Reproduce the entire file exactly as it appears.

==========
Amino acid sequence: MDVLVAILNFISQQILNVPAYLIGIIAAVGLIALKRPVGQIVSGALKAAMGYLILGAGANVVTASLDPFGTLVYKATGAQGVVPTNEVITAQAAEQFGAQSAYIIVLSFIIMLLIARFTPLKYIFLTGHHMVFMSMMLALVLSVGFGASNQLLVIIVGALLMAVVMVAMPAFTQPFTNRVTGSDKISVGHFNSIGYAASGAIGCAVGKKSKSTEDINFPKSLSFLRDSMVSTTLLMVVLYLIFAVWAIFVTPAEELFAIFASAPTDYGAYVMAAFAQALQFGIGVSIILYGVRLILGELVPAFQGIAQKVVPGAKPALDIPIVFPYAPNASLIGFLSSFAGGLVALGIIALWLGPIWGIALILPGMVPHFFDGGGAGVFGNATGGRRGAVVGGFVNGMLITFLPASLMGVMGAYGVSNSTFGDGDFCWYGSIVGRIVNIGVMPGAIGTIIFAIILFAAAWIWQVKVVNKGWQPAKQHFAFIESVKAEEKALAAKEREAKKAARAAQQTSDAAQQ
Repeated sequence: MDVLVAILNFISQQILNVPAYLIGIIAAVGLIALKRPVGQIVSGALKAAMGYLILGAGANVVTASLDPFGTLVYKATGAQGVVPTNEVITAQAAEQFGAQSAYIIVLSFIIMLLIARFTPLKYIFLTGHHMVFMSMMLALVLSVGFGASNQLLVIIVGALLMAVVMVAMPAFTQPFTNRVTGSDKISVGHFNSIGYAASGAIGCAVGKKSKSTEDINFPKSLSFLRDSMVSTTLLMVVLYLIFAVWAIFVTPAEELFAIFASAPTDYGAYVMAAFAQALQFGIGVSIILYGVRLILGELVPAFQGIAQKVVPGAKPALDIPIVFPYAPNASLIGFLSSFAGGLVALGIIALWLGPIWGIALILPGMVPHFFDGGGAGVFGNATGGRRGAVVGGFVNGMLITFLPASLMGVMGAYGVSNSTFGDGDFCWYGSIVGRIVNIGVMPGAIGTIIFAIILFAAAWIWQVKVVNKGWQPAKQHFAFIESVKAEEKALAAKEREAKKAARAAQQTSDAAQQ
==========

Amino acid sequence: MDVLVAILNFISQQILNVPAYLIGIIAAVGLIALKRPVGQIVSGALKAAMGYLILGAGANVVTASLDPFGTLVYKATGAQGVVPTNEVITAQAAEQFGAQSAYIIVLSFIIMLLIARFTPLKYIFLTGHHMVFMSMMLALVLSVGFGASNQLLVIIVGALLMAVVMVAMPAFTQPFTNRVTGSDKISVGHFNSIGYAASGAIGCAVGKKSKSTEDINFPKSLSFLRDSMVSTTLLMVVLYLIFAVWAIFVTPAEELFAIFASAPTDYGAYVMAAFAQALQFGIGVSIILYGVRLILGELVPAFQGIAQKVVPGAKPALDIPIVFPYAPNASLIGFLSSFAGGLVALGIIALWLGPIWGIALILPGMVPHFFDGGGAGVFGNATGGRRGAVVGGFVNGMLITFLPASLMGVMGAYGVSNSTFGDGDFCWYGSIVGRIVNIGVMPGAIGTIIFAIILFAAAWIWQVKVVNKGWQPAKQHFAFIESVKAEEKALAAKEREAKKAARAAQQTSDAAQQ
Repeated sequence: MDVLVAILNFISQQILNVPAYLIGIIAAVGLIALKRPVGQIVSGALKAAMGYLILGAGANVVTASLDPFGTLVYKATGAQGVVPTNEVITAQAAEQFGAQSAYIIVLSFIIMLLIARFTPLKYIFLTGHHMVFMSMMLALVLSVGFGASNQLLVIIVGALLMAVVMVAMPAFTQPFTNRVTGSDKISVGHFNSIGYAASGAIGCAVGKKSKSTEDINFPKSLSFLRDSMVSTTLLMVVLYLIFAVWAIFVTPAEELFAIFASAPTDYGAYVMAAFAQALQFGIGVSIILYGVRLILGELVPAFQGIAQKVVPGAKPALDIPIVFPYAPNASLIGFLSSFAGGLVALGIIALWLGPIWGIALILPGMVPHFFDGGGAGVFGNATGGRRGAVVGGFVNGMLITFLPASLMGVMGAYGVSNSTFGDGDFCWYGSIVGRIVNIGVMPGAIGTIIFAIILFAAAWIWQVKVVNKGWQPAKQHFAFIESVKAEEKALAAKEREAKKAARAAQQTSDAAQQ